Why CACE? Why Now?

Tim Van SoelenThe CACE RoundtableLeave a Comment

SCCS Grade School Kids Assembly, Boy (720x569)

Photo courtesy of Rich Koele

Good questions for sure! And, ones I have been asked a few times this past month. My personal response reflects two thought paths. The first comes from Philippians 2:1-4:

Therefore if you have any encouragement from being united in Christ, if any comfort from his love, if any common sharing in the Spirit, if any tenderness and compassion, 2 then make my joy complete by being like-minded, having the same love, being one in spirit and of one mind. 3 Do nothing out of selfish ambition or vain conceit. Rather, in humility value others above yourselves, 4 not looking to your own interests but each of you to the interests of the others.

Paul gives a very powerful charge to the people of Philippi as well as to us. If the Roman jailor, Lydia the Jewish purple fabric-loving merchant, and the now un-possessed slave girl (Romans 16) can get together around this believing-in-Jesus thing, there is definitely unity to be found within our organizations that exist to provide Christ-centered education for our children! CACE is “other-centered” at our core, hoping to provide a marketplace of ideas for those like-minded in the task of Christian schooling.

The second urgent reason for CACE comes from the “state of Christian schools” that I have heard directly from many Christian school administrators and read about from researchers such as Chester Finn, a well-known author and educator. Finn notes the decline in the private school world in an article in The Atlantic. Private schools, after experiencing steady growth in the 1990’s, have dropped a full percent (11% of the percentage of total students in 2005 to 10% of the percentage of total students in 2010). While one percent does not seem like a big deal in our world of readily available statistics, it represents almost 1 million students!

We have some real challenges ahead of us as those who support, administrate, teach, or send our children to Christian schools. As the traditional model of private education (P-12 and college/university) becomes unaffordable or seemingly unnecessary, and more viable options for students and families begin to pop-up, private schools need to re-examine the return on investment that families are looking for.  What are parents looking for? Check out the Friedman Foundation’s recent report, Why and How Parents Choose Private Schools, available on our website. CACE encourages you to spend some time with your faculty, school board, council, friends, etc. examining this report. We provided a discussion guide, based on the Cardus Religious Schools Initiative’s review of this research, with some questions to help get you started.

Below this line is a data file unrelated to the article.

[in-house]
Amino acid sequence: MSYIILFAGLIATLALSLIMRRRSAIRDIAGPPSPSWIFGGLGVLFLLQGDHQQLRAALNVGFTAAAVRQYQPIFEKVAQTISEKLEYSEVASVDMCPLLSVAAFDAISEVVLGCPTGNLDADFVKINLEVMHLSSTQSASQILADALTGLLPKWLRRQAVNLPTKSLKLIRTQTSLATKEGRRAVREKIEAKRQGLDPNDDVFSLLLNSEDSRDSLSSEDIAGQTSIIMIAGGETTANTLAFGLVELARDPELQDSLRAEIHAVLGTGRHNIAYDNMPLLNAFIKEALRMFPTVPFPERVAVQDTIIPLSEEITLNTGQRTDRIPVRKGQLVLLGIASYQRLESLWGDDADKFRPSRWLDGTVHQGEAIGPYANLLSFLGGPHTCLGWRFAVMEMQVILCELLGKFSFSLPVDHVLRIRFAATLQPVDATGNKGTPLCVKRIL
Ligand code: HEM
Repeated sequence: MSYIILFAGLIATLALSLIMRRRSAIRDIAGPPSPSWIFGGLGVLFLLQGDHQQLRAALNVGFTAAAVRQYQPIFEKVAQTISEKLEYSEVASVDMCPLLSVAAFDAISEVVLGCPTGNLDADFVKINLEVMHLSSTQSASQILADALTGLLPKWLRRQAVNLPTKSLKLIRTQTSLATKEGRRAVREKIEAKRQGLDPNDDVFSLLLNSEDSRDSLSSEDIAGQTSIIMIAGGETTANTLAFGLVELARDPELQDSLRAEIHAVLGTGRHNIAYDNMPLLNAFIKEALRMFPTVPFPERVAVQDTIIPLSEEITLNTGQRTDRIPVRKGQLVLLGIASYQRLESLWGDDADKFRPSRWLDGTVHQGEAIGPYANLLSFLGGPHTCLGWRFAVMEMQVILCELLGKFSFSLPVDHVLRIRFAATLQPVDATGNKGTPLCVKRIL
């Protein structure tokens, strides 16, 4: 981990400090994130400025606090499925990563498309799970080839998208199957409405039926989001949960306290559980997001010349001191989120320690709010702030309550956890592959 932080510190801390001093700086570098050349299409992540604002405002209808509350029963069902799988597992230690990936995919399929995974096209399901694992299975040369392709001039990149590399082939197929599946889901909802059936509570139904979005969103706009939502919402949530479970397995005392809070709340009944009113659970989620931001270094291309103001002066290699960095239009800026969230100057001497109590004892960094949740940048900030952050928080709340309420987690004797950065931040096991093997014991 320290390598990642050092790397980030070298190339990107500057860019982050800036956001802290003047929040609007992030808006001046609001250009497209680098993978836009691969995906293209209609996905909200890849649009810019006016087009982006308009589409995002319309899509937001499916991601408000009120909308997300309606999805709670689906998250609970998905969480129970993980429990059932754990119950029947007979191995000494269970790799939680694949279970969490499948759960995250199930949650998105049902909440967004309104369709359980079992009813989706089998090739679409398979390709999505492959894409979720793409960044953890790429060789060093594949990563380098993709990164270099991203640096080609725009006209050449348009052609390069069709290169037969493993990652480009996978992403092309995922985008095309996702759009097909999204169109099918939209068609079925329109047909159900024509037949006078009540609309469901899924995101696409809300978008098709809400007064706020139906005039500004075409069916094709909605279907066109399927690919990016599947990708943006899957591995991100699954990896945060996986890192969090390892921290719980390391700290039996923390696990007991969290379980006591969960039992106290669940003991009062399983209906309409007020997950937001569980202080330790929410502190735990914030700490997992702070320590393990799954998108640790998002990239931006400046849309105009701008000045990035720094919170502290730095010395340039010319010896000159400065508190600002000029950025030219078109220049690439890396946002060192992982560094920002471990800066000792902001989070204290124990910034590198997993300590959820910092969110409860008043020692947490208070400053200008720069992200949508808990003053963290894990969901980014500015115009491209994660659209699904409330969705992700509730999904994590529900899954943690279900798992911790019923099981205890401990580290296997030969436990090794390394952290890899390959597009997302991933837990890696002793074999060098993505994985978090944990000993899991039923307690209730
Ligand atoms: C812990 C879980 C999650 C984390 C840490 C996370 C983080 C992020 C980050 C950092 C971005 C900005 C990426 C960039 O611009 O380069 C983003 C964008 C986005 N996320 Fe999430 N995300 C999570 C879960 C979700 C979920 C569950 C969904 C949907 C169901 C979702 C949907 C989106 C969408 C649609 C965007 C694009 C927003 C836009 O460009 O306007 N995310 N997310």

Finn also states that elite private institutions are “doing just fine, besieged by more applicants than ever before.”  Generally speaking, Christians tend to shy away from the word “elite” as a descriptor of our Christian schools, most likely because this word is typically associated with the wealthy or upper social classes in North America. What if we would put to good use another definition of this word, “the choice or best of anything considered collectively, as of a group.” Let’s choose, as a group of people passionate about Christian education, to make our schools elite (not elitist!). Let’s not shy away from this word and continue to create elite Christian schools, seeking to become the best at fulfilling our mission to walk alongside parents and the church to equip children to create culture, lead innovation, and serve well in God’s Kingdom.

Why CACE?  We see the need to provide a marketplace of ideas for Christian teachers, school leaders, pastors, church leaders and parents to consider as the engage in Christian education. We see the need to provide targeted assistance to Christian schools that are looking to improve and innovate.

Why now?  The time to do our work as isolated Christian schools and “pockets of excellence” has passed. Christian schools need to unite, share resources, publish best practices, and lead. We are passionate about graduates of Christian schools becoming part of the cultural remedy that our society needs.

Join us! Take resources, share resources, become “elite” in the way that gives God the glory!


  • Tim Van Soelen

    Dr. Tim Van Soelen serves as the Director of CACE. Tim is also a professor of education at Dordt University. He has served as a principal, assistant principal, and middle school math and computer teacher at schools in South Dakota and California. Tim has his undergraduate degree from Dordt and advanced degrees from Azusa Pacific University and the University of South Dakota.

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